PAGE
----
2 categories of cells in the nervous system
- glia (glial cells)
__, or nerve cells, are excitable - They generate & transmit electrical signals called __
Neurons; action potentials
cells that provide support in the nervous system & maintain extracellular environment
Glia (glial cells)
contains the nucleus & majority of cell organelles; is the site of synthesis of most of the proteins, carbs, & lipids in the neuron
receive the signals & transmit them toward the cell body
conduct signals away from the cell body to another neuron or effector
Ligand-gated ion channels are at __ (part of the neuron).
Voltage-gated ion channels are found at __ (part of the neuron).
In __, the plasma membranes of the presynaptic & postsynaptic cells are in direct contact & communication across such synapses occurs by the direct flow of an __
electrical synapses; electrical signal
- allow the most rapid conduction
- found in cardiac muscle & retina of the eye
(page 13 on slide)
When an electrical impulse arrives at the axon terminal, __ allow ions to flow directly between the 2 cells, leading to unbroken transmission of electrical signal
(page 13 on slide)
In __, the plasma membranes of the presynaptic & postsynaptic cells are separated by a narrow gap called the __. Communication across such synapses occurs by means of a __
- chemical synapses;
- synaptic cleft;
(page 11 & 12 on slide)
bundle of axons from different neurons
structural classification of neurons
- multipolar: possess more than 2 processes (numerous dendrites, 1 axon. most common. all motor are multipolar)
- bipolar: possess 2 processes (rare, found in some special sensory organs. i.e. retina)
- unipolar (pseudounipolar): possess 1 short, single process (dorsal root ganglia)
(page 17 & 18 on slide)
functions of glial cells
- release & re-uptake neurotransmitter
- support neurons (provide nutrients & maintain the extracellular environment)
- immune functions
- contribute to the blood-brain barrier
- myelinate axons in the CNS (oligodendrocytes) & PNS (schwann cells)
the electrical potential, the charge difference across the membrane
Outside the cell, the net charge is __ & the inside of the cell is __
This charge separation produces voltage
the membrane potential of a resting neuron
resting membrane potential
An __, or nerve impulse, is a rapid, large change in membrane potential
Action potentials are generated by __
openings & closings of ion channels
changes from the resting potential; a means of integrating input - the membrane can respond proportionally to depolarization or hyperpolarization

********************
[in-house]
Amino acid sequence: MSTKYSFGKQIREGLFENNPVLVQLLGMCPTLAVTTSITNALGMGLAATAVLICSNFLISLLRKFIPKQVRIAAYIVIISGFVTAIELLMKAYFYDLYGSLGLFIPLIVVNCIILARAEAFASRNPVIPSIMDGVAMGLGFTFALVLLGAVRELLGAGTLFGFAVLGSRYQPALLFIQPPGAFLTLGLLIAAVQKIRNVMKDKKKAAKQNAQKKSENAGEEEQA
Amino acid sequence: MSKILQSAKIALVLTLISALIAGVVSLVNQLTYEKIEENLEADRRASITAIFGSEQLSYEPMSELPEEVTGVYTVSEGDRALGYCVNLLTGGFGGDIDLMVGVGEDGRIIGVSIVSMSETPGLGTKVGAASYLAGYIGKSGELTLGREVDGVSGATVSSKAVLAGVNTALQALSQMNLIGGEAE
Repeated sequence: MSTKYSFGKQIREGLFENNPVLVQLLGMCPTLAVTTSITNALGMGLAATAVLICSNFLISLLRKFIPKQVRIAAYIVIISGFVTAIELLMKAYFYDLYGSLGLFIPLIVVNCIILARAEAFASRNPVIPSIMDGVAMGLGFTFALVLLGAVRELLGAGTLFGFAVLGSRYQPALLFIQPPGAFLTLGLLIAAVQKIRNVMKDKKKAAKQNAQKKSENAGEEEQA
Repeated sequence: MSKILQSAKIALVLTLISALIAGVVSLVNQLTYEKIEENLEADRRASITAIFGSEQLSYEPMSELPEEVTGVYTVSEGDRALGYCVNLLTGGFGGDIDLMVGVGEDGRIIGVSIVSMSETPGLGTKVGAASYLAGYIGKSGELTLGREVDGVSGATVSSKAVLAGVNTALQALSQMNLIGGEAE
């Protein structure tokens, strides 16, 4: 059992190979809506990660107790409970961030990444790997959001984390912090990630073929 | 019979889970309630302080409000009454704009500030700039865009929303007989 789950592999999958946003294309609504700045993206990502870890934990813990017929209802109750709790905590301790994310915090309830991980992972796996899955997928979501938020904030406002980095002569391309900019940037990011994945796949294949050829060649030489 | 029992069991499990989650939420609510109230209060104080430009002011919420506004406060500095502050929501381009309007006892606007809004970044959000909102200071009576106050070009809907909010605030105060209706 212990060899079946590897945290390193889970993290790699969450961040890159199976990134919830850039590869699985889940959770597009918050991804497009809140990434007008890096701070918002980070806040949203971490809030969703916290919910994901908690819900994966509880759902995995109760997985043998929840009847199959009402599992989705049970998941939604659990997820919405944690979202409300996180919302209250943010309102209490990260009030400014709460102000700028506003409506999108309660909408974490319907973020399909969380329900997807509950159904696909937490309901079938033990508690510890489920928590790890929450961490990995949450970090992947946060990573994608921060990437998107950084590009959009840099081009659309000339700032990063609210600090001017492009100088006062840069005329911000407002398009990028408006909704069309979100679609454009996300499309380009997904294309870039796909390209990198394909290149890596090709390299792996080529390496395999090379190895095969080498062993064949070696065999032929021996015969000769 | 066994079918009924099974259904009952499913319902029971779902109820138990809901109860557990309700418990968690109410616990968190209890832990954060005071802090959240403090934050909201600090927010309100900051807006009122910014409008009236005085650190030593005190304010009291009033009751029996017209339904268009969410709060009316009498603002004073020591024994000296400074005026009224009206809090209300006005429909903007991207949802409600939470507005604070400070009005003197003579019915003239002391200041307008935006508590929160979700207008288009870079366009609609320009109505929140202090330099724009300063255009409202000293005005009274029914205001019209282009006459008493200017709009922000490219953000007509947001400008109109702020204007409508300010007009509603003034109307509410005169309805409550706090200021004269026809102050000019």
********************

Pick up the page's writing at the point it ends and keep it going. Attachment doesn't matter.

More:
graded membrane potential
EPSP (excitatory postsynaptic potential) & IPSP (inhibitory postsynaptic potential) are types of __ potentials
The direction & size of ion movement depends on the __ & __ of the membrane. These 2 forces acting on an ion are its __
- concentration gradient;
- voltage difference;
- electrochemical gradient
If a membrane were permeable to only K+ or Na+ then..
K+ or Na+ would diffuse down its concentration gradient until the electrical potential across the membrane countered the diffusion
(page 37 & 41 on slide)
The electrical potential that counters net diffusion of K+ or Na+ is called the __
- K+ equilibrium potential (Ek = -90 mV)
- Na+ equilibrium potential (ENa = +55 mV)
(page 38, 41, & 43 on slide)
Why are cells negative?
- Na+/K+ pump
- K+ leak channels
Why is Vm (resting membrane potential) so close to Ek (K+ equilibrium potential)?
The membrane is far more permeable to K than Na
(page 45 on slide)
If an equilibrium potential is close to the resting potential, there will be __
little ion movement even if the membrane is freely permeable to the ion
(See example on page 889 in book)
driving force =
Vm (membrane/resting membrane potential) - Eion (equilibrium potential of ion)
ex. If the driving force = +70 mV (RMP) minus -90 mV (EK+), the driving force is +20mV
(In this case, K+ will leave the cell.)
If the driving force = -70mV (RMP) minus +55mV (ENa+), the driving force = -125 mV. What happens to the ionic flow Na+?
Since the driving force is negative, there is inward movement of positive current.
(negative driving force = more negative inside the cell, so + ions will enter)
Therefore, Na+ will enter the cell.
If the driving force = +75mV (MP) minus +55mV (ENa+), the driving force is +15mv. What happens to the ionic flow of Na+?
Since the driving force is positive, there is an outward movement of positive current.
(positive driving force = more positive inside the cell, so + ions will leave)
Therefore, Na+ will leave the cell.